SAHIC Cuba: a long expected event that exceeded all expectations and the fluctuations of a future to unveil

The event

On May 15 and 16, the first edition of SAHIC Cuba was held in Havana, Cuba, the first Hotel and Tourism Investment Conference in that country.

Two hundred and twenty-five attendees from twenty six countries crowded into the facilities of Meliá Cohiba Hotel eager to discover the prospects of the Tourism Industry in Cuba and its opportunities.

The event proved to be “the place” to meet and network with the main players in the industry and to discover where the Cuban hotel industry is headed. As I stated on the occasion of the opening of this unforgettable event: “We are so excited because the idea is to put together people from all over the world with the key decision makers from Cuba, who will be their partners”.

During an interview held at the conference, the Cuban historian Eusebio Leal Spengler, internationally recognized for leading the Restoration Program of Old Havana, clearly explained a concept that allows us to understand one of the main strengths of Cuba: “It would not have been possible to restore the buildings without an adequate repair of the social projects as well. Nearly 90% of tourists in Cuba want to see Havana”, Leal said. He added, “They not only want to see the cities but also want to meet our people. Not every building will turn into a hotel. It is important to integrate schools and art, to include community and to revive its history”.

Also, Deborah Rivas, from the Directorate of Foreign Investment of Cuba, highlighted the different options within the legal framework to facilitate foreign investment in her country and the procedures that must be followed to obtain the business permits and licenses required.

Francisco Camps Orfila, from Meliá, and Mateo Caldentey Llull, from Iberostar Group, were interviewed by Fernando García-Chacon from JLL Hotels and they were very kind to share with their colleagues, future competitors, all their experience gained after so many years of doing business in Cuba. They elaborated on how to understand the process leading to finding the right local partner and what are the key points to consider when deciding on an investment, development and / or management of hotels in the great Caribbean island.

The agenda for the two days of meetings clearly met the expectations of the participants, who found that they could gain a broad view on all the issues in the spotlight and of importance for those who want to be part of the future of tourism development in Cuba.

A separate paragraph must undoubtedly be dedicated to the unforgettable cocktail reception on the terraces of the legendary Hotel Nacional de Cuba. Superb, on par with any great reception in the world. When music started, the performance of one of the leading figures of the Cuban music, Omara Portuondo, was stunning. The well-known member of the famous Buena Vista Social Club, about to celebrate her 87th birthday, delighted the audience with her voice and warmth.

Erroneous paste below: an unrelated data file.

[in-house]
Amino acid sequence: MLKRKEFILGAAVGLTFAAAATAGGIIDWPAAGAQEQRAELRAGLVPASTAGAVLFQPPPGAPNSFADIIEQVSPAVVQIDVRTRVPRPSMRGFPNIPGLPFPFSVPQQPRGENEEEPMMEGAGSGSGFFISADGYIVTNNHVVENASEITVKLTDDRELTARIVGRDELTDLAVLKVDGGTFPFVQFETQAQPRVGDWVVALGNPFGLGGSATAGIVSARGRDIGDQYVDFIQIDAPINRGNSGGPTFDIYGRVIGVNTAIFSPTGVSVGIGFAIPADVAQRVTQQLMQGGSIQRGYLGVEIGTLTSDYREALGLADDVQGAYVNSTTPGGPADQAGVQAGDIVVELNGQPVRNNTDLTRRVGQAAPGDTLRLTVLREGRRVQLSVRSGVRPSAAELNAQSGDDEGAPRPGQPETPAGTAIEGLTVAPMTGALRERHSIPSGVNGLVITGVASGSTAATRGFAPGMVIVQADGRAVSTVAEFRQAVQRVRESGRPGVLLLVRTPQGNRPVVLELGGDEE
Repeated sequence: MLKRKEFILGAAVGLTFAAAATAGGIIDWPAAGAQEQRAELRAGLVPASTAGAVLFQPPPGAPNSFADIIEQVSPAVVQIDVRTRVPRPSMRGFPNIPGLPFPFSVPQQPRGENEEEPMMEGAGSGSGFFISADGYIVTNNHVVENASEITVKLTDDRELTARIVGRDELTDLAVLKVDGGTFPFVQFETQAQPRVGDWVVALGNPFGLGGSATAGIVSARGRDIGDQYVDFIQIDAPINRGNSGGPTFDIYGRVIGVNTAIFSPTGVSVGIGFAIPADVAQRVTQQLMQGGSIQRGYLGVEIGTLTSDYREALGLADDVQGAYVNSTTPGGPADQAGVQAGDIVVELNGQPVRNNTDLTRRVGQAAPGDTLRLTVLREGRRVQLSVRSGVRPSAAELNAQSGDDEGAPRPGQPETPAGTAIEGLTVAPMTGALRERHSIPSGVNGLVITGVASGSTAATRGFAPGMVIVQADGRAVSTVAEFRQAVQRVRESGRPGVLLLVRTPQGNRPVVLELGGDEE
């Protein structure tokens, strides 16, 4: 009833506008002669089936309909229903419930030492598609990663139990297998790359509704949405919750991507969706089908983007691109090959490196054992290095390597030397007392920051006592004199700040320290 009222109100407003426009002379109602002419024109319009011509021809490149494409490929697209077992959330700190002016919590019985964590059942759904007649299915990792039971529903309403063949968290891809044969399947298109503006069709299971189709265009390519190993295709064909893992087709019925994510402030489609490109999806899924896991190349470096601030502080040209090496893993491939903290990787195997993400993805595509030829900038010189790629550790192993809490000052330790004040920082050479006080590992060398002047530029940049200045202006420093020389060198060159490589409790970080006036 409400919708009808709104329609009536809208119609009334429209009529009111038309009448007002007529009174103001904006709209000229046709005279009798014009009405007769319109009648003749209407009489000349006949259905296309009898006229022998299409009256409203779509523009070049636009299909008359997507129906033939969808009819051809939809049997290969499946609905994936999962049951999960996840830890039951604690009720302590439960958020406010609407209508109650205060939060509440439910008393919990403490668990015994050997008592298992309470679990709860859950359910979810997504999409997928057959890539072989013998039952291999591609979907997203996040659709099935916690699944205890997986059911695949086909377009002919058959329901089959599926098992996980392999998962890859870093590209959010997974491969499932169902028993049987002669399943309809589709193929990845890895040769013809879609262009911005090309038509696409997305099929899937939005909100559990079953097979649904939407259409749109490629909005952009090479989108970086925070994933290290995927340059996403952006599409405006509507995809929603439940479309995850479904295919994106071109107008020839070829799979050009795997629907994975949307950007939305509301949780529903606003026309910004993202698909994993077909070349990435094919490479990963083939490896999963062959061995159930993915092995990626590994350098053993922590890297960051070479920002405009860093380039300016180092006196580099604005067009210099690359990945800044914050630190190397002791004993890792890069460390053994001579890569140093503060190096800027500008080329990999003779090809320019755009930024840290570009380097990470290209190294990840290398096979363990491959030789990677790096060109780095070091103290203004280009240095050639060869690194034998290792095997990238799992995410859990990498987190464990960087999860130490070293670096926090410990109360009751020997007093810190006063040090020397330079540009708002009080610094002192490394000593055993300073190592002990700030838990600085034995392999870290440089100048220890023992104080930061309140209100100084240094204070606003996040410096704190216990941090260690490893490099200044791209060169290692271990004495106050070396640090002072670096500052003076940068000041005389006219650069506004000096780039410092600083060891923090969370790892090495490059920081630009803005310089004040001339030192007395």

The fluctuations of a future to unveil

SAHIC Cuba has arisen great expectations among all those who had the opportunity to attend the event. Many opportunities were revealed with absolute clarity, still many questions hanging around and they are today the reason for frequent consultation.

How does this process continue? What can you expect about American hotel companies being able to follow the path taken by airlines and cruise lines? Not to mention the pioneering presence of Airnbnb, which began operating in April 2015 and has undoubtedly contributed to the development of “Private Houses”, as called in Cuba.

How will the scheme promoted by the previous administration in Washington continue? The one that allowed American travelers to visit Cuba if they fit one of the twelve different reasons of travel allowed (educational, professional meetings, religious activities, among others), with the exception of tourism of course, which is expressly prohibited by the provisions of the embargo. Will this self-license system continue to be in force, which did not require prior permission by the American authority? Will it expand, as some hold, or will it be restricted to make it less permissive?

These and other questions are part of the legitimate concerns of all who follow this process.

Especially in these days much is spoken about this and lobbying regarding the subject is evident. On the one hand, there are those who have always opposed the process of reestablishing relations between Cuba and the United States and, on the other, those who insist on deepening the process of rapprochement, allowing Americans to visit the island for tourism reasons and on lifting the embargo in force since 57 years ago (!!!).

Far from those movements, outside any political position but very close to the obvious reality that I can see thanks to my professional task after forty years of experience in the industry and particularly in Latin America, I have no doubt that the development of tourism in Cuba is in a way with no turn back.

The largest island in the Caribbean, with spectacular natural resources (many of them still unspoiled), a cultural wealth more than singular, with educated and friendly people loving music and respecting its history, and one of the safest places in the world, has everything to become soon the second most visited destination in the region.

Twelve million tourists a year start to be seen as a reality that will happen before the end of the next decade.

For some it may sound like a dream and maybe even like nonsense. Time ago, SAHIC Cuba may have sounded the same but reality showed that all the expectations were exceeded.

We will surely meet there again soon.

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